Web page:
Time passes, and Vivien is still finding it hard to be intimate with Ben after what he did. Things further complicate for the Harmons, including the discovery that Vivien is now pregnant (remember the man in the gimp suit?! She assumed it was Ben, right?), it starts to become evident that this house, the Murder House as it is dubbed by a touring company that passes by quite regularly, is host to many secrets and it’s death-filled past is much more extensive then the Harmons were led to believe. I can not go any further without spoiling the numerous plot twists and revelations that abound, but let’s just say that things get much stranger, much weirder and much more disturbing. It’s a hallowed roller-coaster ride that you should not miss!
If I know my horror stories, that baby may not be the welcome addition to the family that they want…
American Horror Story is one of the very few shows to have been filmed in the older Super 35 format. The inspiration behind that decision is ostensible, as the show is a throwback to the old, gritty, grainy, classic horror films of the 70s and prior. With that in mind, know that the DVD transfer was never going to be crystal clear…it’s just not possible. However, I was still disappointed by the amount of graininess present, regardless of that fact. The disc menus and text also looked quite blurry. Colour-wise, there has been no degradation or over-saturation, and everything looks as it did on TV. In regards to the actual filming and camera work, American Horror Story utilises a consistent bag of horror hallmarks, such as the tilted angles and sharply edited jump cuts. The wardrobe, color-palette and set designs communicate that creepy tone and atmosphere so well, it’s probably one of the best aspects of the show’s production.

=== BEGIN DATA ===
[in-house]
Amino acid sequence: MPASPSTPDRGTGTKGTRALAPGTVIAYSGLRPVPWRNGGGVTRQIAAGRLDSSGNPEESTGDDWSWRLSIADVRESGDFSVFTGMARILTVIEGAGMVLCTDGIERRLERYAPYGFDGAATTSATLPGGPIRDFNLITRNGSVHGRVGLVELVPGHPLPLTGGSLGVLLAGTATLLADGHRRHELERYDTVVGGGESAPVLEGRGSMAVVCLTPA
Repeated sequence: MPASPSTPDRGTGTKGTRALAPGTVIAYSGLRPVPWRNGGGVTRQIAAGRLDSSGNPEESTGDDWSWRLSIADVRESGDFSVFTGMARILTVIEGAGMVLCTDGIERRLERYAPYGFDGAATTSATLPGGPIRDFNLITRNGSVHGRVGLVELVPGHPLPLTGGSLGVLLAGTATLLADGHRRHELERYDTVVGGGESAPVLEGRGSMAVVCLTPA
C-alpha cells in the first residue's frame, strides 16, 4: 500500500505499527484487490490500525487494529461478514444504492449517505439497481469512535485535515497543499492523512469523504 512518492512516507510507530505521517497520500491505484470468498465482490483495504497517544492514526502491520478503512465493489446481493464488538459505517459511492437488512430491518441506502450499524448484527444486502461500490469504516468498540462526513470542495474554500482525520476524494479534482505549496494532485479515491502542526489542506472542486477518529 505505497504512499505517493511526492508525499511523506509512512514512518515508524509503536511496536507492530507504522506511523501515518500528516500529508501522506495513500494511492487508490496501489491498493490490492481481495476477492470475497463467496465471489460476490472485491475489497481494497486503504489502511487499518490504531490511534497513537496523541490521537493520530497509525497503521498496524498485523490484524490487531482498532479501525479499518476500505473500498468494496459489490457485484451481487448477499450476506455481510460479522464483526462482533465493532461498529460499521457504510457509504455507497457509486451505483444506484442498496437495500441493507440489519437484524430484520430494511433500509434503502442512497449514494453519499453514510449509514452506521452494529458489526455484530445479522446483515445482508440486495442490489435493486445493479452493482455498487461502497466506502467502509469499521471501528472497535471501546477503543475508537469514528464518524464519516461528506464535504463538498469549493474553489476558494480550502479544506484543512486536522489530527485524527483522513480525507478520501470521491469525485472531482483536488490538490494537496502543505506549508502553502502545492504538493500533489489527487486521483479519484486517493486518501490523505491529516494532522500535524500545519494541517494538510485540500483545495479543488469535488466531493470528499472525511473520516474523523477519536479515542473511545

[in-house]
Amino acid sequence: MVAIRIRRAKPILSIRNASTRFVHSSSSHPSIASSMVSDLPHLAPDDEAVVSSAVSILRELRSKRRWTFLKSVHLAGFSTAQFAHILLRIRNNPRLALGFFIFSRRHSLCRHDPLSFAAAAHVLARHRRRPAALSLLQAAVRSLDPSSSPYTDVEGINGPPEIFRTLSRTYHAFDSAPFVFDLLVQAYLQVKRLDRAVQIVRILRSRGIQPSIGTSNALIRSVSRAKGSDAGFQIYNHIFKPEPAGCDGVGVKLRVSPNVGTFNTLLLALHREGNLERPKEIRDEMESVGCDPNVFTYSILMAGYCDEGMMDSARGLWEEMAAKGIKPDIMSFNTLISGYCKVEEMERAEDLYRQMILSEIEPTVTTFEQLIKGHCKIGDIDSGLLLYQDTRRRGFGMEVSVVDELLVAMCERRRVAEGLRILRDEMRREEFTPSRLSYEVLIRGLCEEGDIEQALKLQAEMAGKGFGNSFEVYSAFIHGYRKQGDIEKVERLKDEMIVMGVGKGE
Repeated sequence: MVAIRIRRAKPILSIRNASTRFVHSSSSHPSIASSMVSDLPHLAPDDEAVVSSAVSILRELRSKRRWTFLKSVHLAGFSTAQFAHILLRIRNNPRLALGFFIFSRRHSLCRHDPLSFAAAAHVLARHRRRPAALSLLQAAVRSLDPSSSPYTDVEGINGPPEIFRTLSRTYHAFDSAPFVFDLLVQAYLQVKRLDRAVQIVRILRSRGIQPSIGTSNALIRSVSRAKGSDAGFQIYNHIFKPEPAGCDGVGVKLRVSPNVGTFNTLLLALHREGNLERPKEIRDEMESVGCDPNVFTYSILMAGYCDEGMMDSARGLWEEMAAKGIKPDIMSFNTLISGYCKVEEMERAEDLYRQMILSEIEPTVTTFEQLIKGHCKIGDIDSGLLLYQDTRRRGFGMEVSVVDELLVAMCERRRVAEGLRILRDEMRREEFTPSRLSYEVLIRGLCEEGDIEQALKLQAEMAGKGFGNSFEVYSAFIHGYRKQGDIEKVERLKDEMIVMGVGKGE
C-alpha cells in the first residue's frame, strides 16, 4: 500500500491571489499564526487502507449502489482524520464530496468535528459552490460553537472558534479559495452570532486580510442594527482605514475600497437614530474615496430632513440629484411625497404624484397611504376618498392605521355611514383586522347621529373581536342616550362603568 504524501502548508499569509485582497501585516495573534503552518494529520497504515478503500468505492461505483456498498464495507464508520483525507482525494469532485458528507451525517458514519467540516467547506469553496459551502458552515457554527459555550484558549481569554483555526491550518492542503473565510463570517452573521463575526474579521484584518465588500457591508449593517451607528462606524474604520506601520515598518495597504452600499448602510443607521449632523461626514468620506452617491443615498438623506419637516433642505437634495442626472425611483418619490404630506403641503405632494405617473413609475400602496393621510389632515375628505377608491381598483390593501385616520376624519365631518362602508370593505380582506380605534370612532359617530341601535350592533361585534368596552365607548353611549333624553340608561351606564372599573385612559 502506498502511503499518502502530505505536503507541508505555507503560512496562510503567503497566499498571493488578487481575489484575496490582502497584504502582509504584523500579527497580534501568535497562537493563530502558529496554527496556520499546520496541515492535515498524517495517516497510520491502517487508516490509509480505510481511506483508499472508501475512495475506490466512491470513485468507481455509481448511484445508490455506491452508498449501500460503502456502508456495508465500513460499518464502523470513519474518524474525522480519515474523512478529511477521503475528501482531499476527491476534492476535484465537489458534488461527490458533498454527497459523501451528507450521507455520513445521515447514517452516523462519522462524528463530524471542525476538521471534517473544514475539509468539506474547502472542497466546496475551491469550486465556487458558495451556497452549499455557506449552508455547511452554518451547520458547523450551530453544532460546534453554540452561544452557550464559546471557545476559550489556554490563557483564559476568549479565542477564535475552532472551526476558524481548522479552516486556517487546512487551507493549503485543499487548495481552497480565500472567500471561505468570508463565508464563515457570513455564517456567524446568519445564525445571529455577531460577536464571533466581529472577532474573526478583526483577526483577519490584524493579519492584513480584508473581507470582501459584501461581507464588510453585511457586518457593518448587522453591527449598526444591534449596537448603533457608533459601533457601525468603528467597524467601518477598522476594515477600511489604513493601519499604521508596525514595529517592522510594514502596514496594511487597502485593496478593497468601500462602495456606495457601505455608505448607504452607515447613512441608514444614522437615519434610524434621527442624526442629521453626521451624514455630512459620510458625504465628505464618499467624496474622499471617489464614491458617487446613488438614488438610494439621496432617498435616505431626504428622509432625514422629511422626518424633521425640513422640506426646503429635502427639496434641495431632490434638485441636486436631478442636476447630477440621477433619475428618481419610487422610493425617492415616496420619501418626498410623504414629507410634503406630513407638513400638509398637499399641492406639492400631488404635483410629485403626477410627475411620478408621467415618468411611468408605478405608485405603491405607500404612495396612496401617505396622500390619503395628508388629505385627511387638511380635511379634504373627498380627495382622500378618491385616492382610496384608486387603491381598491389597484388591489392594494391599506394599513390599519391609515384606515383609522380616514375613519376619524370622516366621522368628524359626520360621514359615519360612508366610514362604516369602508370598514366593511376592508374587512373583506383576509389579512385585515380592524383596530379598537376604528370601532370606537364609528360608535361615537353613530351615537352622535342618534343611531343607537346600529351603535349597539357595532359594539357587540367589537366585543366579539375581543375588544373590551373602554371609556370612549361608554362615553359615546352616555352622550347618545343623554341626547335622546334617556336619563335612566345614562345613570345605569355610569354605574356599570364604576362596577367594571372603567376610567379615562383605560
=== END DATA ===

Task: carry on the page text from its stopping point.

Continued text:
And you scare us Tate…
The audio sounds good in 5.1 Dolby Digital format, however the mix could have been better balanced as the volumes of the dialogue/sfx and music are, at times, seemingly poles apart. The commentary track is handled well, however, with the primary audio enhanced when Murphy is speaking, and the secondary enhanced when he is not so that you can those moments of the dialogue. Subtitles can be turned on during commentary, for either the commentary itself or the dialogue. Languages available for subtitling are of a peculiarly Nordic flavour, with English, Danish, Finnish, Norwegian and Swedish only.